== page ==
This fall, we’re excited to perform some jigs that were common in Shakespearean England for our first concert of the season, entitled “Kemp’s Jig.” Back then, a jig was a humorous skit that was set to music and was usually performed at the end of a stage play or on its own as street entertainment.
To help us in the production, we’ve invited Steve Player, one of the foremost experts in Elizabethan jigs, to join us as a guest performer.
A native of England, Player is a dancer, musician, choreographer and actor who is an expert on Will Kemp, a clown who performed in Shakespeare’s original company of actors.
After studying guitar and lute at the Royal College of Music as well as Commedia delle Arte, Player devoted his career to performing music and dance from the Renaissance and Baroque periods. Today, he performs with various early music groups all over the world and lectures at various universities.
We recently caught up with Steve to ask him a little bit more about his background and why he loves the music of the Elizabethan stage.
Newberry Consort: How did you first get interested in early music?
Player: I discovered the Spanish Guitar when I stopped at a music shop on the way home from school as a teenager and was immediately drawn to arrangements of Renaissance and Baroque music for lute and early guitar.
After years at art school, I met a man selling sheet music when I was buying a guitar arrangement of the Lachrimae Pavane by John Dowland. It transpired that the man was a maker of early musical instruments. He gave me a lute and encouraged me to study “early performance practice,” which was exciting as it flew against the standard “romantic” interpretation of everything as it was played 40 years ago.
Newberry Consort: How did you get interested in the dances of the Renaissance era?
Player: Most of the music from the Renaissance is dance music, and it turns out that there was a newly formed “early dance group” run by the wife of the man who sold me the sheet music. And since I was living in the countryside with little to do on a weekday evening in the winter, I went along to check it out. There I discovered a talent for Renaissance dance and a belief in its importance in interpreting the music of the time.
Newberry Consort: Who was Will Kemp?
Player: Shakespeare (if it was he) was a wonderful writer, but he didn’t write in isolation, and he was certainly business minded, as many “artists” are today. Also, I think, his stage needed star actors who would draw in a crowd. Will Kemp was such a man. He was already famous as a clown, acrobat and dancer before he worked with Shakespeare. Both he and his fame travelled throughout Europe. He belonged to a more traditional style of entertainer — the fool, clown or jester. It was expected that in any “stage play” the clown could operate within the characters as written, but also he could extemporize at any suitable point, to the delight of the audience. Shakespeare wrote parts which we think were for Kemp: Bottom, Dogberry, Falstaff and others.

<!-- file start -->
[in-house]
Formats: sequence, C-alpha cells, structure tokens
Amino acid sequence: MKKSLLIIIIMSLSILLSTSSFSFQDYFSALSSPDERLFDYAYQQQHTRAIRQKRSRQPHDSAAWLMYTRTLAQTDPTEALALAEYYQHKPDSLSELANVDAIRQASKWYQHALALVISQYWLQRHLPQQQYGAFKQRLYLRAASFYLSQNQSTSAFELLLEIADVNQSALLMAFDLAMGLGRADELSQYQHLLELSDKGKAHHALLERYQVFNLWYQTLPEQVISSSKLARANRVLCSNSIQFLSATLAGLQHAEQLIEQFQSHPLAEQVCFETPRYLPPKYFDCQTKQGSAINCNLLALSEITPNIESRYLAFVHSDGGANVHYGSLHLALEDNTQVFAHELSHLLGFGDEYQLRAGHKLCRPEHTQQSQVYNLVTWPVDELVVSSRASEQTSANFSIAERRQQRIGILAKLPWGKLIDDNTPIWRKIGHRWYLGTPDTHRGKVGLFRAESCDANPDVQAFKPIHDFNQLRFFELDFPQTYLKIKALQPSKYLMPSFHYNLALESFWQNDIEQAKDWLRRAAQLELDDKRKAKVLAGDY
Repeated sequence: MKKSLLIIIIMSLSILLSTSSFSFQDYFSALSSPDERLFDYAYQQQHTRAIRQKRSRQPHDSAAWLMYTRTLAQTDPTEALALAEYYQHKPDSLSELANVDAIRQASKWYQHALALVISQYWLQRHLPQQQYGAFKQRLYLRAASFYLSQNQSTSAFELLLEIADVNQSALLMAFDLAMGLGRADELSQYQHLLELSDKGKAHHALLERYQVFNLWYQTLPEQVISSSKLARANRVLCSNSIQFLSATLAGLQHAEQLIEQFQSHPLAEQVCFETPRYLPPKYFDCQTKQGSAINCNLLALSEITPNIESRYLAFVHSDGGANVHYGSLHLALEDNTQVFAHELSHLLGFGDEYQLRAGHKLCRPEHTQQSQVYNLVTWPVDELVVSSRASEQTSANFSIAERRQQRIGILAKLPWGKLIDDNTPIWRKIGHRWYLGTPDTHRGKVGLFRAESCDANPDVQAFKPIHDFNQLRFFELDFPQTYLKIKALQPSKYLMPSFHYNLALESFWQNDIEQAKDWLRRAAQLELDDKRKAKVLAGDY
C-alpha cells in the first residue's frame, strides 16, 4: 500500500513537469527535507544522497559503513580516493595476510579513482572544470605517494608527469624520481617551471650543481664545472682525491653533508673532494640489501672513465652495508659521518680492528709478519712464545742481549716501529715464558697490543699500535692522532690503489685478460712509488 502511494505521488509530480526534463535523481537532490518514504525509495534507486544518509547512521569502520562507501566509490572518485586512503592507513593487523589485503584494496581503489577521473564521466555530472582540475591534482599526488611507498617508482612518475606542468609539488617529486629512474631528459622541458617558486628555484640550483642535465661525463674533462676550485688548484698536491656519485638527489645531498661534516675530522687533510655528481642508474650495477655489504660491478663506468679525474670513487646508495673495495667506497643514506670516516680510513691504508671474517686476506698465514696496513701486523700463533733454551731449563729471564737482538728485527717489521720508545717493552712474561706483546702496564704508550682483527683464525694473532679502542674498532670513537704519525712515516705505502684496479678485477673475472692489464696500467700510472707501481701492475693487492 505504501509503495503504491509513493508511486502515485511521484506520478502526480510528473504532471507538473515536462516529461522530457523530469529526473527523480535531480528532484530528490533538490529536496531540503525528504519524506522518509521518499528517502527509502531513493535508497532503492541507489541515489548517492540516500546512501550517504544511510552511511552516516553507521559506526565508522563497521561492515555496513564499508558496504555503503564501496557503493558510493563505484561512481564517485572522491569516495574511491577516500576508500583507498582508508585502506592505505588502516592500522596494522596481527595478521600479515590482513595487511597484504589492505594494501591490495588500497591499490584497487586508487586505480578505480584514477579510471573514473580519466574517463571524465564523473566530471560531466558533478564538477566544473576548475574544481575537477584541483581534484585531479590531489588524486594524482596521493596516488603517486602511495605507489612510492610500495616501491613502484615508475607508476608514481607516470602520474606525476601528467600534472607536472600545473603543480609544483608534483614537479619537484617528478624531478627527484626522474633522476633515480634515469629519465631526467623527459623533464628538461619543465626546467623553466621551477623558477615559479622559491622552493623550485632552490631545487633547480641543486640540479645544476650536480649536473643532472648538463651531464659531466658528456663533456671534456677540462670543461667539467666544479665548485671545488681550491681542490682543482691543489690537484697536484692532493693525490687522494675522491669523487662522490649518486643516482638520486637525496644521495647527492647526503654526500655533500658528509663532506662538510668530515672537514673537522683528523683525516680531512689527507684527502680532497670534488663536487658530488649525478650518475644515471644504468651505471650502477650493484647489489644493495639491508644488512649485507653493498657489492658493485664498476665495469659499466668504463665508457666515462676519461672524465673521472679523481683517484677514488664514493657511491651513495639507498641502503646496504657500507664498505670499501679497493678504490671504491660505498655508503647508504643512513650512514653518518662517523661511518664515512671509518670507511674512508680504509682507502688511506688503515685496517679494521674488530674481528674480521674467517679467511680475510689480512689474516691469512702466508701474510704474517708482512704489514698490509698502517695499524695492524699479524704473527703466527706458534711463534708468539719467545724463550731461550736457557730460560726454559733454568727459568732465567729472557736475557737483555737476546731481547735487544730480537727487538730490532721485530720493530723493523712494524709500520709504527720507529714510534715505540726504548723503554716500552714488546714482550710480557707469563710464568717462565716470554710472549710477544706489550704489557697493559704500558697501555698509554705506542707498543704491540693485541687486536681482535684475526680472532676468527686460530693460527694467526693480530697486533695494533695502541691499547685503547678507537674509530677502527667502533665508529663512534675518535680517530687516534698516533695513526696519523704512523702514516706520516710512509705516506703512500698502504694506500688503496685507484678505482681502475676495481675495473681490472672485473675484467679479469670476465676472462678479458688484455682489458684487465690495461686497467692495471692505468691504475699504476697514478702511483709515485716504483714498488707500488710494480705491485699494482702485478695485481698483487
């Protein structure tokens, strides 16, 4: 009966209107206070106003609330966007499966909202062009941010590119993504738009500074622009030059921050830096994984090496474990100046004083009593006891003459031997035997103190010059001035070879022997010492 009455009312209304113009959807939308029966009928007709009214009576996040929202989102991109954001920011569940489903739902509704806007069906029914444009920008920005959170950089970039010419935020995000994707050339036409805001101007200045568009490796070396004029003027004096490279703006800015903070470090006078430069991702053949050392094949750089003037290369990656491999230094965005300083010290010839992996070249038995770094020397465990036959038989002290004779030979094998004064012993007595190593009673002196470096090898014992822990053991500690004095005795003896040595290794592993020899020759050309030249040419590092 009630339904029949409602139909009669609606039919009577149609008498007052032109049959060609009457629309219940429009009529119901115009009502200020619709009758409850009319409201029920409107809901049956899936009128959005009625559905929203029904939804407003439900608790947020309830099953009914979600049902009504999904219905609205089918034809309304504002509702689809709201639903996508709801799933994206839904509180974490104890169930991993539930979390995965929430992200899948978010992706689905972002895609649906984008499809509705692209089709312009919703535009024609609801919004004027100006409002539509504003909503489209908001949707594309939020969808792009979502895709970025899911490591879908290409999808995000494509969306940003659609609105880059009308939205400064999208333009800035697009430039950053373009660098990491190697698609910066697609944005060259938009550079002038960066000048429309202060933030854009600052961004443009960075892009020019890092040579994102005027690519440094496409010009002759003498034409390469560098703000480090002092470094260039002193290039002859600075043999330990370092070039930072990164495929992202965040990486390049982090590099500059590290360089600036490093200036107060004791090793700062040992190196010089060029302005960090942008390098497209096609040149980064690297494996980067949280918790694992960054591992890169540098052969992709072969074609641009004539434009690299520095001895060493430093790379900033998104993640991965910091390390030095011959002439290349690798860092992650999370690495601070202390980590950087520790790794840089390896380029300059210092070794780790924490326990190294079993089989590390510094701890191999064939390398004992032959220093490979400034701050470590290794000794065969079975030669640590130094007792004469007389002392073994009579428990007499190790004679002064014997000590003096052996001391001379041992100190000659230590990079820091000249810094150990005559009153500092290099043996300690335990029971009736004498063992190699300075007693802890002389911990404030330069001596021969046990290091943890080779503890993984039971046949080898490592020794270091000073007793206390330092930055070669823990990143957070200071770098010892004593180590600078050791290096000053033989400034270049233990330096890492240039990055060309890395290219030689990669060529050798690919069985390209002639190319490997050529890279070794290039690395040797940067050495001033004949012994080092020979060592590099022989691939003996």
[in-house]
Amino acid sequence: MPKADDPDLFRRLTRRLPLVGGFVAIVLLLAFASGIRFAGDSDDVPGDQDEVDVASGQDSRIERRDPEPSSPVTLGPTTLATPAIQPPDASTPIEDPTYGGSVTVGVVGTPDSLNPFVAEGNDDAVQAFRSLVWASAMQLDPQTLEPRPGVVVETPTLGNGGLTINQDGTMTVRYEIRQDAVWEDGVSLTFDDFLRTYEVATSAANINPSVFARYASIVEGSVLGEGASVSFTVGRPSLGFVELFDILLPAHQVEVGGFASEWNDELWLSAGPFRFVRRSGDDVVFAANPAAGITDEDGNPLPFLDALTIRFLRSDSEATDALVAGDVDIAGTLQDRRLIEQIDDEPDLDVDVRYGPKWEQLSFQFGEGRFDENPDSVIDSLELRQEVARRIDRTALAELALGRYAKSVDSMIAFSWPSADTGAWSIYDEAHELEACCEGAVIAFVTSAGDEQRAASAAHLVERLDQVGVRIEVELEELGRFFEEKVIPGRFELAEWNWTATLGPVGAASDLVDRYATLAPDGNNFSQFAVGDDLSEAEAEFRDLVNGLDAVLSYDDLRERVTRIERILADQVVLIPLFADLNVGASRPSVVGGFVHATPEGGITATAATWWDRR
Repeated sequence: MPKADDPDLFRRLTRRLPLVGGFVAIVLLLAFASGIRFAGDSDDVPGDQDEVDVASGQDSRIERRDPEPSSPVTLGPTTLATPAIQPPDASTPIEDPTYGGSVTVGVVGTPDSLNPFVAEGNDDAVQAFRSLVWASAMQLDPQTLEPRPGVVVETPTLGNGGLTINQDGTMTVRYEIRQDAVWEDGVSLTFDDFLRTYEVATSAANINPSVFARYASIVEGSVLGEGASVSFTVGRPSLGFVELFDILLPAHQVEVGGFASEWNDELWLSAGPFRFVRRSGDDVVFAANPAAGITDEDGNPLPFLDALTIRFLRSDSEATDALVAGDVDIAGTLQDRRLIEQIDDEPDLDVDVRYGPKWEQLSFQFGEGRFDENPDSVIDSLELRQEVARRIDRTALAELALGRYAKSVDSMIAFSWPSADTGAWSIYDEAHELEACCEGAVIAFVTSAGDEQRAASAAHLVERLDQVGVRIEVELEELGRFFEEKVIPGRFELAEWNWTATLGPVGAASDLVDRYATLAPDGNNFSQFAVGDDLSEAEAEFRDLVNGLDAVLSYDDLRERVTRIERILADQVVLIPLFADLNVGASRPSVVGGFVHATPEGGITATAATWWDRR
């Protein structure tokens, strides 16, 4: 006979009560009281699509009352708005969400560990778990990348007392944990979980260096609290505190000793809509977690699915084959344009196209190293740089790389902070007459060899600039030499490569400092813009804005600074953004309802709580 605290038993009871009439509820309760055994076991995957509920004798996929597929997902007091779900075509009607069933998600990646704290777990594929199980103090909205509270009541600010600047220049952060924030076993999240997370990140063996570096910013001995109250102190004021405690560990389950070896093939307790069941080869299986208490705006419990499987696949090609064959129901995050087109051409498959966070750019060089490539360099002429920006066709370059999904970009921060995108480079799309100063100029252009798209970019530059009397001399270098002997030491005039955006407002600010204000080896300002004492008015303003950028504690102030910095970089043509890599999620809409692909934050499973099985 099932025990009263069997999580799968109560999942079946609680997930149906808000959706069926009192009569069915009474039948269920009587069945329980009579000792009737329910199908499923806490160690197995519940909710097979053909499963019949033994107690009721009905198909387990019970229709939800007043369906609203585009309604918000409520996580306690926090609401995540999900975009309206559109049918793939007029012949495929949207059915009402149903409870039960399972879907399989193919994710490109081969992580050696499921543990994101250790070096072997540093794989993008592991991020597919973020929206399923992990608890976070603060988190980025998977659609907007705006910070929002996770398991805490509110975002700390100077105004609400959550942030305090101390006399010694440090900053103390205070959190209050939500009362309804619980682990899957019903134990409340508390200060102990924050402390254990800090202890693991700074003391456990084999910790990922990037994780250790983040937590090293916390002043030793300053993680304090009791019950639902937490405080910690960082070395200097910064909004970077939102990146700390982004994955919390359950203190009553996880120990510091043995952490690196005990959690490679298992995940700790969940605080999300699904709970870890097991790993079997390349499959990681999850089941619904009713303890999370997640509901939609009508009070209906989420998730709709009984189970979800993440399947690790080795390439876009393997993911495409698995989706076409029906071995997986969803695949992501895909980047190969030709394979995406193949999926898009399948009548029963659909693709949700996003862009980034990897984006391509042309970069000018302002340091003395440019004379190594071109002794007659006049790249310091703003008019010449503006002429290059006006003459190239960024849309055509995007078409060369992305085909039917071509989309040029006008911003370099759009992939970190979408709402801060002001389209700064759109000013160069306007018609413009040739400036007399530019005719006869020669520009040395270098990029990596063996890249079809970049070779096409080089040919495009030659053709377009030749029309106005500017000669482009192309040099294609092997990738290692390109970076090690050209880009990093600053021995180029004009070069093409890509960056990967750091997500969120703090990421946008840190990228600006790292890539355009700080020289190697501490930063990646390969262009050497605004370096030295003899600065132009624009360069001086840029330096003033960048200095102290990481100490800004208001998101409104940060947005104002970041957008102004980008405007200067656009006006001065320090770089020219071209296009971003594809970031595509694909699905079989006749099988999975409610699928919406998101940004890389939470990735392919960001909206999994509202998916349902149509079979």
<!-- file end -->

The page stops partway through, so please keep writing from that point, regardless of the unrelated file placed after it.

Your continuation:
Newberry Consort: Tell us a little bit about what a jig was like during Shakespeare’s age.
Player: The Jig was a low-brow, end-of-play entertainment that was normally penned by the clown, but also other pamphleteers, ballad writers and trainee authors. It contained slapstick, fights and dances, and its text was sung to well-known broadside tunes. The text has mainly to do with sex, such as a young wife who is seduced behind the back of the old rich husband by a poor but quick-witted commoner. Usually the stories turn the heroes into fools and the fools into heroes. Kemp wrote and published a few. They were as popular as the main play and may have lasted with improvisation as long as an hour. They appealed to everyman in the pit but also maybe to the boxes.
Newberry Consort: Why are you looking forward to playing with the Newberry Consort?
Player: I love working with many different ensembles. I have worked with Ellen and David in the past and also with Jeff and Corey before. That we shall all throw ourselves into these jigs is an exciting prospect for we don’t know what might come out. They are all such wonderful performers that it will be fun.
Get tickets to our upcoming concert, Kemp’s Jig, taking place Oct. 23 through 25!
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